The Trust Barrier Facing Emerging Film Producers


Once an Emerging Producer has a trusted, working script the major roadblock to overcome is financing. The concept of financing has been fraught with Ponzi schemes and false promises since money was first invented.  Is it any wonder that there is a general distrust of anyone asking for financing? … Let alone someone with little experience and  gaining the trust of investors, studio exec’s, casting directors, completion guarantors, experienced line producers, etc.

The purpose of this article is to help you break down the barriers to financing your film simply by educating you on the terms and processes taken for granted by film industry professional film producers. Watch the short video and you’ll see what I mean.


The best way I know to understand the film industry business cycle is to break it down into the basic functions of the full business cycle. The practical categories used by Producers in their everyday work are:

  • Development (Investor Confidence),
  • Green Light Stage,
  • Production Stage,
  • Post & Audit Stage and
  • The Waterfall


This online course takes  about 2 or 3 hours to go through, has 12 videos and a 71 page course content. I have priced this for Emerging Producers at just $39.95.

It also includes a download of a $9Mil professional budget example in pdf format.




For more information see 


Cheers / John


Emerging Producers – Overview of the Film Industry


Emerging Producers must separate themselves from the crowd as someone who knows the “Business Language” of the investors, Major Studios, Completion Guarantors, Distributors, etc. You can’t be confused with the clutter of people who “have a great idea”, but can’t express their ideas in a business like manner.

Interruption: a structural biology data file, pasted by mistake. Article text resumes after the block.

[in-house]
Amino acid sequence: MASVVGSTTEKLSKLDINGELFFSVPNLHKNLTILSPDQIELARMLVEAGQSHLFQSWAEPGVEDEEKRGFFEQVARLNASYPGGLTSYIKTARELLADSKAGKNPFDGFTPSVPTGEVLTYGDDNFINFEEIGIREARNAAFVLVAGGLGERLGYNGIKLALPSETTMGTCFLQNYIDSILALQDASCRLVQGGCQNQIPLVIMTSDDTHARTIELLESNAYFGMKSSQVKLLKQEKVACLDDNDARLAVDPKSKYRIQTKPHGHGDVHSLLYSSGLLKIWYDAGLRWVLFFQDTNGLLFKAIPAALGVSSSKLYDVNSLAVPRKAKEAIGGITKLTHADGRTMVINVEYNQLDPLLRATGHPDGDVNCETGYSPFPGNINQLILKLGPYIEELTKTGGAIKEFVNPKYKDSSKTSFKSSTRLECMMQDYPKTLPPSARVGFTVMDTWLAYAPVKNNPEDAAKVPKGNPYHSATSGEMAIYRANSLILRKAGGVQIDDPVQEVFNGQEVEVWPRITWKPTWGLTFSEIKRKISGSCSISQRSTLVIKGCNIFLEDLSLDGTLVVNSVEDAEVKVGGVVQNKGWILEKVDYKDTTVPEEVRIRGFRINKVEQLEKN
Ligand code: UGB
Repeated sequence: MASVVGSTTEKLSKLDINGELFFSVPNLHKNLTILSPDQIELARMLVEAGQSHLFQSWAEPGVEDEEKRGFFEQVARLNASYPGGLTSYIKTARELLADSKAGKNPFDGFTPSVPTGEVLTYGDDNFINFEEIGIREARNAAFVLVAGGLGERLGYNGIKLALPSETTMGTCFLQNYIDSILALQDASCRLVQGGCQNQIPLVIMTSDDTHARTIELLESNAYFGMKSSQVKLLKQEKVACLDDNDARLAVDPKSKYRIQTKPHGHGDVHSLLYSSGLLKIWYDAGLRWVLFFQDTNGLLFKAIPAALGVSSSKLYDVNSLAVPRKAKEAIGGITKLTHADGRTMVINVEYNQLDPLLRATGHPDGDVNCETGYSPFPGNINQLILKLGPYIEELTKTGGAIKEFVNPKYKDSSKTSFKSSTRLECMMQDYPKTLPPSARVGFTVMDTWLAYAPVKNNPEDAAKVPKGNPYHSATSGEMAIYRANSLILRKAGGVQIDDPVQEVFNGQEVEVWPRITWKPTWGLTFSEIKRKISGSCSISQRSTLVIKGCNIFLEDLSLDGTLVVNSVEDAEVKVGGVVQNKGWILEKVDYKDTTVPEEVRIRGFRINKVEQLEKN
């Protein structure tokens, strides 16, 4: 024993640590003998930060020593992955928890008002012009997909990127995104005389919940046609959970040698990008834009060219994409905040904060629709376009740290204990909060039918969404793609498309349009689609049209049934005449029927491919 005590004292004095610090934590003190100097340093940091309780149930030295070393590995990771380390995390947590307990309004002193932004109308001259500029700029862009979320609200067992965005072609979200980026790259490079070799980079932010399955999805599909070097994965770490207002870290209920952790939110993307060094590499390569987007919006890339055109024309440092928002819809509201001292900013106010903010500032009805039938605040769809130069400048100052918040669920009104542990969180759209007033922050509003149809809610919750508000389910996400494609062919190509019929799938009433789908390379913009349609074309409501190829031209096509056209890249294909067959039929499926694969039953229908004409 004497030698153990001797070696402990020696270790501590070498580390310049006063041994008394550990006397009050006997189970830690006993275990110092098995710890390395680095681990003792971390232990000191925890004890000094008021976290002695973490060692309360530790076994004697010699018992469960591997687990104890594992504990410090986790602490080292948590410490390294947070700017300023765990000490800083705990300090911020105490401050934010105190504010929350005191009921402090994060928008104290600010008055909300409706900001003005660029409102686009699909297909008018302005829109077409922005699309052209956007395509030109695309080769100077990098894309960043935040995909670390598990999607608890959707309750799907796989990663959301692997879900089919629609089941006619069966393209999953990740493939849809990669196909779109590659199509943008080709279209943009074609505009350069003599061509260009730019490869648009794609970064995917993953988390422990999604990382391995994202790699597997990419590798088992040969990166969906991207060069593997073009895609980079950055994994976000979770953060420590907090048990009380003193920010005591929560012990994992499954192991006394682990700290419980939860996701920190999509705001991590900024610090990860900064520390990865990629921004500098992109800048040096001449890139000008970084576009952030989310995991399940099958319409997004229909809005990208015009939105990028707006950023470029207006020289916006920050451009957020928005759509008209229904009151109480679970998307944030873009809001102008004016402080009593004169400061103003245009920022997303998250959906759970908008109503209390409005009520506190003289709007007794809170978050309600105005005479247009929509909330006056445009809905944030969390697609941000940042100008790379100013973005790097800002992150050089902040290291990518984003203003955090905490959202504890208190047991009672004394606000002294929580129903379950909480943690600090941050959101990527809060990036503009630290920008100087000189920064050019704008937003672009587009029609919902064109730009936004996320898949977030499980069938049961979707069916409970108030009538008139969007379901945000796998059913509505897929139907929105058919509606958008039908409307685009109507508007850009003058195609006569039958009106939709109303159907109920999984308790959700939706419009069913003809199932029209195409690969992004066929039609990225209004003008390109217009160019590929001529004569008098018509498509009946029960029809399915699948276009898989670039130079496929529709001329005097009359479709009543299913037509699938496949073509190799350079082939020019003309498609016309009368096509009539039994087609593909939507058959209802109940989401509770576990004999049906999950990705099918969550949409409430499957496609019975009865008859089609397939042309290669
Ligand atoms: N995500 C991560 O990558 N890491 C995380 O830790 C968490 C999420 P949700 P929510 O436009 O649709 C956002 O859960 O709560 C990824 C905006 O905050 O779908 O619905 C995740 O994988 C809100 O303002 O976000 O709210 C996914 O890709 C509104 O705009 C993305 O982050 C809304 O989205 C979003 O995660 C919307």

The purpose of this article is to help you take a giant step towards your goal as a Producer, and of ultimately financing for your film.


By breaking down the business cycle of film into:

  • Development (Investor Confidence),
  • Green Light Stage,
  • Production Stage,
  • Post & Audit Stage and
  • The Waterfall

you will be able to more confidently discuss the film and television production business from a business perspective with potential investors and completion guarantors throughout North America.


This online course takes  about 2 or 3 hours to go through, has 12 videos and a 71 page course content. It also includes a download of a $9Mil professional budget example in pdf format.

See for more information.Overview-Indie

Cheers / John

John is a working film production accountant who has worked on over 50 film and television productions in 6 countries since 1985. His book, “Walk The Talk”, live workshops and online courses are highly regarded. See for more info.

Finding Film Financing – Can It Be Taught?

A friend of mine told me that he is very interested in opening a Film Financing School in Los Angeles. The school would deliver a series of comprehensive courses by industry professionals. His investors have asked him why no one else has done it before. My friend asked me how I would respond to that question. When I started to answer him, I realized that I needed to find out what others thought. Please feel free to chip in with your opinion.